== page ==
If you work in Ann Arbor, there’s a very good chance that it will be for the university or one of its offshoots, like the enormous medical center. With almost 11,000 full time faculty and other employees, plus 15,000 graduate students, Michigan easily dominates the local economy. What does the university produce? It produces research. Who pays for the research? We do. The university precincts that amazingly always vote for the same agenda, depend on the enormous generosity of the American taxpayer for their livelihood. That generosity comes of course through the vast powers of the Federal government. Without increased taxes on our productivity and our lack of shame with indebtedness, the University of Michigan would return to the school I attended, and Ann Arbor, then a little town surrounded by farms and a few factories would probably return to the conservative, midwestern town it once was.
The Federal government has been awfully good to The University of Michigan, and by association A2 . As long as their upscales livelihoods depend on big government generosity, Conservatives have no more reason to expect that university precincts will vote Republican than public employee unions will.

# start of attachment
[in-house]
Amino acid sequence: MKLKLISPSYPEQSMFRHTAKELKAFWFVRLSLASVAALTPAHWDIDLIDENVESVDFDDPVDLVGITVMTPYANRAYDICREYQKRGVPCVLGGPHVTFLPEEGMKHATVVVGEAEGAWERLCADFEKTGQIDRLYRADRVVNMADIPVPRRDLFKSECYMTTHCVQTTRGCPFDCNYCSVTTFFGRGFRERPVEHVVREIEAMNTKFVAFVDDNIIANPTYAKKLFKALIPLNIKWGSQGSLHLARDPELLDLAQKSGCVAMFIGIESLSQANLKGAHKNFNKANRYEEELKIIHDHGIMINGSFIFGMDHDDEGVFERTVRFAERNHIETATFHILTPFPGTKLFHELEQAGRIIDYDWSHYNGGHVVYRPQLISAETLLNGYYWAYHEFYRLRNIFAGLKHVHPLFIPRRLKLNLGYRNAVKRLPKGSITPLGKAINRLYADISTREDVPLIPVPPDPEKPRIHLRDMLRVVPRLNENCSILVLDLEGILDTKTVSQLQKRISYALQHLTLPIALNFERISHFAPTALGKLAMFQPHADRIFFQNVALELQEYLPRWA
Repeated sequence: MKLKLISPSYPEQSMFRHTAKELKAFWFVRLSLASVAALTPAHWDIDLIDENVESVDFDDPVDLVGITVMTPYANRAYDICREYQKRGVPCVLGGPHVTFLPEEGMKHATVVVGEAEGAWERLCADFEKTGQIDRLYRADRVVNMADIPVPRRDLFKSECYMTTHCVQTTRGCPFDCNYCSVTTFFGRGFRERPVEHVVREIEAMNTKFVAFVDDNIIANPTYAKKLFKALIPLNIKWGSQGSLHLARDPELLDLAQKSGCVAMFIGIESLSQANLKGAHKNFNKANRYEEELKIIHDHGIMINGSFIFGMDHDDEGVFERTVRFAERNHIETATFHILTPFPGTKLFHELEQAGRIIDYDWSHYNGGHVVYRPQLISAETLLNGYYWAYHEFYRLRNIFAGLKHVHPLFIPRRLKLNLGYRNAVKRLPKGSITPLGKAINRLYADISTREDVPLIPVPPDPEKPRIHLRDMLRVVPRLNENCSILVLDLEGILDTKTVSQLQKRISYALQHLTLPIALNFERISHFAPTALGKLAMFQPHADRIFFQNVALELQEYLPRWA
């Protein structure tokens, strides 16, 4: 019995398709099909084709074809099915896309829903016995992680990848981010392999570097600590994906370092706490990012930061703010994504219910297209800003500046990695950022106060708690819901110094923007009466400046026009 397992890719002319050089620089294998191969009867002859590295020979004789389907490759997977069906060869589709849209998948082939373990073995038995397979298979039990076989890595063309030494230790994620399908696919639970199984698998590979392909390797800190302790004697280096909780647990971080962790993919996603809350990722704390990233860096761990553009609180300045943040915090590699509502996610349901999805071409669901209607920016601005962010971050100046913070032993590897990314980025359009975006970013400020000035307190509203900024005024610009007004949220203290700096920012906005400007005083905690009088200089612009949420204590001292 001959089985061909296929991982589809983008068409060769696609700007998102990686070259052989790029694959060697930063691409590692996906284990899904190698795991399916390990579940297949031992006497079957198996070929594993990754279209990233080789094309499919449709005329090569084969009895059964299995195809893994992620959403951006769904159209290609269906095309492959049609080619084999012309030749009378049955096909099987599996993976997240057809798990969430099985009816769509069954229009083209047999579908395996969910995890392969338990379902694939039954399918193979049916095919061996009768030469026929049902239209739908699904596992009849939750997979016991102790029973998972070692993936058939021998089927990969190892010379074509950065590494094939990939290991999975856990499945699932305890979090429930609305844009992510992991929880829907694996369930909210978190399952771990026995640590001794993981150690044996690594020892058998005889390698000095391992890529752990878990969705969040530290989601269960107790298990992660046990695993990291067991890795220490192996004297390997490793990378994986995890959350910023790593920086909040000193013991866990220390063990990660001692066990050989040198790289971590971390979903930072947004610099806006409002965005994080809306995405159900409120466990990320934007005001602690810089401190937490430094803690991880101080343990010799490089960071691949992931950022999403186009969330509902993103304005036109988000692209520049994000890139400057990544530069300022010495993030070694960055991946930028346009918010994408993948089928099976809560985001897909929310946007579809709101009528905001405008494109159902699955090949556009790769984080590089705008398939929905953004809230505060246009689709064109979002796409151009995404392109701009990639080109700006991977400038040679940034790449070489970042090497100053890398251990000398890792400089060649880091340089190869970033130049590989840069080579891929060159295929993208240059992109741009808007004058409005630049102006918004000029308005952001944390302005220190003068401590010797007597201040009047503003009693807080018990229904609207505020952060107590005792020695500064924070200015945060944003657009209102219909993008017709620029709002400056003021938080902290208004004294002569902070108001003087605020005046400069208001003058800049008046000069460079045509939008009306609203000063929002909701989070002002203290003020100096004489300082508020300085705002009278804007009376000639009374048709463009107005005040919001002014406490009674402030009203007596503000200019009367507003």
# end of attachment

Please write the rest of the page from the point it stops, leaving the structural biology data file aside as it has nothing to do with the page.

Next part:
Every once in a while the main stream media, the left in other words, picks up on the old meme that Conservatives are anti-science. Their proof of this blasphemy is that some religious conservatives don’t believe in Darwin’s random mutations and natural selection as the mechanisms to explain the enormous diversity of life on planet earth. And lately, they have found a second reason: Skepticism about man made global warming.
Does it really make sense to answer these charges one by one? After all, we only have 24 hours in a day, too, so like everyone we try to spend our time where it makes sense and has an impact. Frankly, it’s nearly a waste of time answering these charges to people who already believe them. To the average progressive, science is something that they proclaim allegiance to when it suits them. When they don’t want to have their children vaccinated, or when they don’t want to hear about sexually transmitted diseases, or when they don’t want to talk about the pollution caused by the manufacture of solar cells, then the allegiance to science falls off pretty fast.
So while we cannot change the minds of progressives on these matters, it probably still makes sense to help other conservatives understand why so many of us have a problem with Darwin and anthropogenic global warming.